Many people in relationships with narcissists, psychopaths, histrionics and other personality disordered abusers often find themselves living by a set of rules, spoken and unspoken, determined by their abuser.
Narcissists don’t force their victims to live by these rules. Adult victims comply hoping to preserve the relationship for a variety of typically misguided, unhealthy reasons stemming from fear, obligation and guilt (FOG). For example, you fear losing access to your children. You don’t believe anyone else will be attracted to you. You’re replaying family of origin issues in which the people who claim to love you abuse you. You feel obligated to stay with your abuser and guilty about leaving.
Healthy relationships also have rules. However, they’re out in the open, reasonable and in the interest of and agreed to by both parties. Dysfunctional relationship rules share none of these attributes. Abusers like to win. In order for the narcissist to feel that they’re winning, someone else has to lose. They’ll scheme and bully to ensure they’re always the winner (or appear to be the winner), even if they eventually lose the relationship. Leaving the relationship doesn’t necessarily automatically free you. If you’re married and share children, they’ll then devise destructive, one-sided rules for divorce and custody agreements. They’ll do their damnedest to continue their tyranny post-divorce if enabled by the court. Even when the courts don’t enable the narcissistic or psychopath ex, it’s up to you to create and enforce boundaries if you no longer want to live by the their rules.
These rules are subject to change at anytime, at the whim and self-interest of the narcissist. Narcissists and other abusers usually don’t hold themselves to the same rules and standards of behavior that they hold others. In this respect, they live on a one-way street paved with double standards. The rules favor the narcissist or psychopath, who create endless no-win situations and conflicts for their partners and family members. The rules aren’t fair. The rules dictate that you deserve whatever abuses or punishment the narcissist or psychopath metes out. The rules absolve the narcissist of accountability and culpability. There’s one rule that rarely changes — the narcissist is never wrong. Or, in the unlikely event the narcissist is wrong, you made her or him behave badly.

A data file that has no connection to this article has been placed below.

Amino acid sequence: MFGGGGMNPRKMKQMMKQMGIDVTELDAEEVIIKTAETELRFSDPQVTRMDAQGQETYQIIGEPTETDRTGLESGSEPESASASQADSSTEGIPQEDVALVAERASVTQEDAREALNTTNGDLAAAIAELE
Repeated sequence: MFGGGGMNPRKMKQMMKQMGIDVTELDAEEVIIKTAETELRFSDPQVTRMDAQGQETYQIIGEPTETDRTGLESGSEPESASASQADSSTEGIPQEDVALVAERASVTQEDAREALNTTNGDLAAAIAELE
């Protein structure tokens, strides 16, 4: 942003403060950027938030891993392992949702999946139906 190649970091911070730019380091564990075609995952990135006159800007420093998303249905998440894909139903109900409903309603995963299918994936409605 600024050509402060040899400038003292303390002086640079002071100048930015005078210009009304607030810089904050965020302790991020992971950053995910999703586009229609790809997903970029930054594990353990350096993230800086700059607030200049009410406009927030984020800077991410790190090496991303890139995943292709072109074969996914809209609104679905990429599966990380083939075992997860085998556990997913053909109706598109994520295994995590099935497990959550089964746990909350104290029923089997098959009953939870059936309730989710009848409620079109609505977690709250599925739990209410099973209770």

These rules typically don’t surface until after the narcissist, psychopath, or histrionic has secured the relationship, after the love bombing and idealization stage has ended. Did I mention these rules ensure that you can never, ever win? The only win to be had is in ending the relationship and getting your life, your sanity, your health and yourself back. Many abuse victims aren’t aware of the rules at first. Because they’re often covert, you discover them as you stumble upon the narcissist’s trip wires. Many of you, in an effort to understand what you’re experiencing, turn to Internet search engines that lead you to information online. Finally, things start to make sense! Then you consider sharing this information with your abuser.
DON’T DO IT.
Have you not been paying attention in your relationship up to this point? You know the rules by now, don’t you? Do you think this information is going to change anything for the better? Really? Let’s start with the basics then.
Whether you decide to remain in the relationship or end it, the first, and most important rule of Narc Club (an homage to the Brad Pitt-Edward Norton film Fight Club) is don’t tell the narcissist they’re a narcissist. The second rule of Narc Club is don’t tell the narcissist they’re a narcissist. Or a psychopath they’re a psychopath. This is one of the most common rookie mistakes when a victim discovers articles, blogs and other resources about personality disorders.